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Alexander Masters

Autor(a) de Stuart: A Life Backwards

8+ Works 1,204 Membros 50 Críticas

Obras por Alexander Masters

Associated Works

The Best American Nonrequired Reading 2018 (2018) — Contribuidor — 65 exemplares


Conhecimento Comum



Reading this made me feel very uncomfortable.
RRabas | 6 outras críticas | Jun 16, 2023 |
Completely unputdownable true story. A couple of academics find a skip outside a renovated house containing 148 notebooks. Intrigued they remove them- fifty-years worth of diaries. But whose? They pass them on to the author...
Masters begins reading them, not knowing even the gender of their writer. In no order.. angst-ridden teenage outpourings give way to troubled adulthood and old age....
Gleaning hints along the way: a job (but the establishment's long destroyed all records); an address (but did she actually live there? Anyway, it's burnt down), Masters employs the services of a graphologist and a private detective, while creating a composite picture of the elusive diarist.
The interest doesnt particularly come from the writer (who, it turns out, wrote vastly more yet.) - this is not a person who succeeds in life or does anything of note besides writing reams on her thoughts. But it's the witness to a person's inner life from 13 to old age. And unlike a novel or carefully crafted biography, "Four decades before people began wearing prtable computers to brecord their physiological data and video their lives, Laura began a more perceptive work: a daily record of an ordinary woman's thoughts about her existewnce, written without any artfulness or false dreams- written, so to speak, from the inside."
One of my stand out reads of 2021.
… (mais)
starbox | 6 outras críticas | Aug 8, 2021 |
This book was full of surprises: from the funny to the heartbreaking to the sublime. Also equal parts frustrating and rewarding, I never quit wanting to learn more about Stuart.
achmorrison | 37 outras críticas | Jul 13, 2021 |
As Alexander Masters says at the beginning of this book, there are many different types of homeless people:

'There are those who where doing all right beforehand, but have suffered a temporary setback because their wife has run off with another man (or surprisingly often, another woman). Their business may have collapsed. Their daughter has been killed in a car crash or both....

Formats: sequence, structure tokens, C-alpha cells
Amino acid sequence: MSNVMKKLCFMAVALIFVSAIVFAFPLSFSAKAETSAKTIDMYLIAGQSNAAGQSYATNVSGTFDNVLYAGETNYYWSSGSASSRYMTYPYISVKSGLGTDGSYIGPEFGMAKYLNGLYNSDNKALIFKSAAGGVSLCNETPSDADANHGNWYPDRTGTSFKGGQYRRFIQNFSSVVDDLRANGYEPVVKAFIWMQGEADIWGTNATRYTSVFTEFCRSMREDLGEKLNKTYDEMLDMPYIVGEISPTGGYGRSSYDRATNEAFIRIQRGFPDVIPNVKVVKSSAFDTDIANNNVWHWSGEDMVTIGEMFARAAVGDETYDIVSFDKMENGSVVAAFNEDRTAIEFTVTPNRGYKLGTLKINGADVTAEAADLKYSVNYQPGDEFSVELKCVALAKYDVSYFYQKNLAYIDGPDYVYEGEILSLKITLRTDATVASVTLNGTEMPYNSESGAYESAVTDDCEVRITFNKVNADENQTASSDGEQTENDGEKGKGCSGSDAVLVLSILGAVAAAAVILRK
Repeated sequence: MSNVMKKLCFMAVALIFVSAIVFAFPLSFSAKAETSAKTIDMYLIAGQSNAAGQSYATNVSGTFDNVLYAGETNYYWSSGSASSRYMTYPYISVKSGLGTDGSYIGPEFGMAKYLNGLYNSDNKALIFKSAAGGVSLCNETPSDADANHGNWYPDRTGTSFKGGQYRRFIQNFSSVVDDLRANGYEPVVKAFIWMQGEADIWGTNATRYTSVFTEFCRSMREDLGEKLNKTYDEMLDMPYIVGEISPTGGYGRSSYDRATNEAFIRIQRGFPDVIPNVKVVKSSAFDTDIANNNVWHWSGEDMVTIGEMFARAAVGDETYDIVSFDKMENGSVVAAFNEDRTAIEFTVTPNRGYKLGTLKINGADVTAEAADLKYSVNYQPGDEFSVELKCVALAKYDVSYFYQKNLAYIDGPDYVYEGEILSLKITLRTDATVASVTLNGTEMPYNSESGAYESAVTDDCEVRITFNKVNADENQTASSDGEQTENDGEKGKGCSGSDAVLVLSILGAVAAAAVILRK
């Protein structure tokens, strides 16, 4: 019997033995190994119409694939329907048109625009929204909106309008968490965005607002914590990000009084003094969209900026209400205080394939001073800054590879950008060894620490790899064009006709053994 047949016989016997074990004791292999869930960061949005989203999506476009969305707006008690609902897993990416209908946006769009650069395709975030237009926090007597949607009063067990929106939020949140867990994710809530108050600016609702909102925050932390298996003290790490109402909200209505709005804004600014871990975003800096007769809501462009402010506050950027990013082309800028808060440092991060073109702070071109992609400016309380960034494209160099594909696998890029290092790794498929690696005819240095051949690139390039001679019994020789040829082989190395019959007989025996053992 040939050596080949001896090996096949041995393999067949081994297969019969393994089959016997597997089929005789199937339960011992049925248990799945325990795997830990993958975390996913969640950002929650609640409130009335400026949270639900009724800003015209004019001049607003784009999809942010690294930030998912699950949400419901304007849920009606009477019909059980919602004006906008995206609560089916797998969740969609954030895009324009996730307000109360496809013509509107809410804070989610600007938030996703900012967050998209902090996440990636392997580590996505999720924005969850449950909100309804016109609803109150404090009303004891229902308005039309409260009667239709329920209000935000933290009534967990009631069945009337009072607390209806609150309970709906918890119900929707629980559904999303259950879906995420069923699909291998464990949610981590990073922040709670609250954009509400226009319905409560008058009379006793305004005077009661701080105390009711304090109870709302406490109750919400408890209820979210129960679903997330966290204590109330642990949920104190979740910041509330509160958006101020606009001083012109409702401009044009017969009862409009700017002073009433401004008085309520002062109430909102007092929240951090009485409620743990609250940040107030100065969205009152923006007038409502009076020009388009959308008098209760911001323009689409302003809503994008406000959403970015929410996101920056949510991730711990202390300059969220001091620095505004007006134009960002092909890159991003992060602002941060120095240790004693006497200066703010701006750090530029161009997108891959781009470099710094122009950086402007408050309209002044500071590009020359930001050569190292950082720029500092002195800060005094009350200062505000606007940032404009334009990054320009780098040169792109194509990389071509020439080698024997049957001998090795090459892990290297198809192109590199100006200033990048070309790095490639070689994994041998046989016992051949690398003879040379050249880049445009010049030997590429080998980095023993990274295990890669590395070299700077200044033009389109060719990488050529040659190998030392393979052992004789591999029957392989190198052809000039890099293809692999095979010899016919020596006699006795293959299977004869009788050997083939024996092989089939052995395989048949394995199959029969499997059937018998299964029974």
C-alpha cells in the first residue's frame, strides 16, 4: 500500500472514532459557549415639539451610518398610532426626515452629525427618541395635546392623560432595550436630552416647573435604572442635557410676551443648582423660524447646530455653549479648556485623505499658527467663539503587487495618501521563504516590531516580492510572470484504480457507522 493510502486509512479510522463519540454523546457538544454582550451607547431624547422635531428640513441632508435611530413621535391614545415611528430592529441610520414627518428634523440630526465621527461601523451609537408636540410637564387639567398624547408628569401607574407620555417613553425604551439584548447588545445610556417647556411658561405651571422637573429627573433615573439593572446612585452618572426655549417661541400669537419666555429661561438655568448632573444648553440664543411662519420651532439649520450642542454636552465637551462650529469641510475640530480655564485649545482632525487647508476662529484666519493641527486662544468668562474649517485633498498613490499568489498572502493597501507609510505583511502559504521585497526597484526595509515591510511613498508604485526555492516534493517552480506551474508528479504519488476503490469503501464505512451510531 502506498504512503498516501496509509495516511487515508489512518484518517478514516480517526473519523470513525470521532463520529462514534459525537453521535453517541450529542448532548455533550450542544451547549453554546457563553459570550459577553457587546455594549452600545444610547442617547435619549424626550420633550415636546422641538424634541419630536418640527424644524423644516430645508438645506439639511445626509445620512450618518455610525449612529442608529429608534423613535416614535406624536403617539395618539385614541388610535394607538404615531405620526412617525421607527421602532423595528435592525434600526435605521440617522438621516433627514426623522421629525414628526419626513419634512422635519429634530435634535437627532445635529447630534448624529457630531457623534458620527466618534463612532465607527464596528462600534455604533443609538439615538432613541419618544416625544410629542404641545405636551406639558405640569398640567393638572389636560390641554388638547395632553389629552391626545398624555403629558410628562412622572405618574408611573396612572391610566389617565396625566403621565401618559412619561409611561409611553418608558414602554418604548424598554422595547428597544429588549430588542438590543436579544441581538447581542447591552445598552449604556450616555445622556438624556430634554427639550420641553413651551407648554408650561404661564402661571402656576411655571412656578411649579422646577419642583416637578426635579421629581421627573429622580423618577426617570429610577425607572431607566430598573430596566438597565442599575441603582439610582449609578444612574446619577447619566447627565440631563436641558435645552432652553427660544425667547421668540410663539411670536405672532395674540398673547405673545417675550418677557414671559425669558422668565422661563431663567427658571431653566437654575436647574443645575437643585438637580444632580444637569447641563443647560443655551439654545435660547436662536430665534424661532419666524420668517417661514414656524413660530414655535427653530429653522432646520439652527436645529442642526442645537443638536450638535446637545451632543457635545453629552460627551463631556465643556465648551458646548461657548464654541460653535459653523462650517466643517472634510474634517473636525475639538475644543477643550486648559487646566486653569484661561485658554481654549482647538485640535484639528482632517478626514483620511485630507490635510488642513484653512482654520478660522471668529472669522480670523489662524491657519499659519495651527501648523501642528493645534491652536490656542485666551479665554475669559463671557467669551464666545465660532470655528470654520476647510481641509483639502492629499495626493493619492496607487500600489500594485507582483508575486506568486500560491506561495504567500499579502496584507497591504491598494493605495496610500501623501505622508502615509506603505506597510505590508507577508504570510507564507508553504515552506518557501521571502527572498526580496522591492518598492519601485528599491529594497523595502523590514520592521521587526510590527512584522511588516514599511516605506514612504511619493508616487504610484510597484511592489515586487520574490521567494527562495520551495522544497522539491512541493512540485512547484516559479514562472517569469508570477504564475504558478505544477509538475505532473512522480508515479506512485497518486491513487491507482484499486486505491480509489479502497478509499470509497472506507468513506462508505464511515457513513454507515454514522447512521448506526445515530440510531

Then there are the ones who suffer from chronic poverty brought on by illiteracy or social ineptness or what are politely called 'learning disabilities'. Perhaps they are dyslexic, autistic, shy to the point of inanity, never went to school ....

The youngsters who have fallen out with their parents, or have come out of care and don't know what to do next or even make their own breakfast, they're a third homeless category ....

Ex-convicts and ex-army - take away the format of their lives and all they can do is crumple downwards ....

Right at the bottom of this abnormal heap are the people such as Stuart, the 'chaotic' homeless. The chaotic ('Kai-yo-ic'), as Stuart calls them, are beyond repair.'

Alexander Masters first discovers Stuart begging in a doorway around the corner from Sidney Sussex College in Cambridge. From these inauspicious beginnings, when Stuart announced 'As soon as I get the opportunity I'm going to top meself', Alexander and Stuart develop a somewhat unlikely friendship. Alexander is working for a homeless charity and when the directors of the charity are convicted and imprisoned for allowing drugs to be supplied on the charity's premises, both men are key members of the action group that is trying to get the conviction overturned. The development of Alexander's friendship, and frequent utter frustration, with Stuart forms the foreground of the book. Alongside this Alexander looks backwards over Stuart's adult life and childhood to try and discover what went wrong with his life. And a lot has gone wrong with Stuart's life, from glue-sniffing, to drug addiction and alcoholism, from minor crime to car theft, robbery, violence and possible charges of attempted murder. There are reasons why Stuart is known as 'Knife Man Dan' and 'that mad bastard on Level D' to the other homeless of Cambridge city centre. And yet Stuart is also seen as a success story by the social workers and homeless charities that deal with him, and is extraordinarily convincing in his work for the action group.

This is a fascinating, if not very cheerful book, that throws light on a lot of the issues faced by homeless people. Stuart never lived to see the book published, stepping in front of the 11.15 London to King's Lynn train. Recommended.
… (mais)
SandDune | 37 outras críticas | Mar 26, 2019 |


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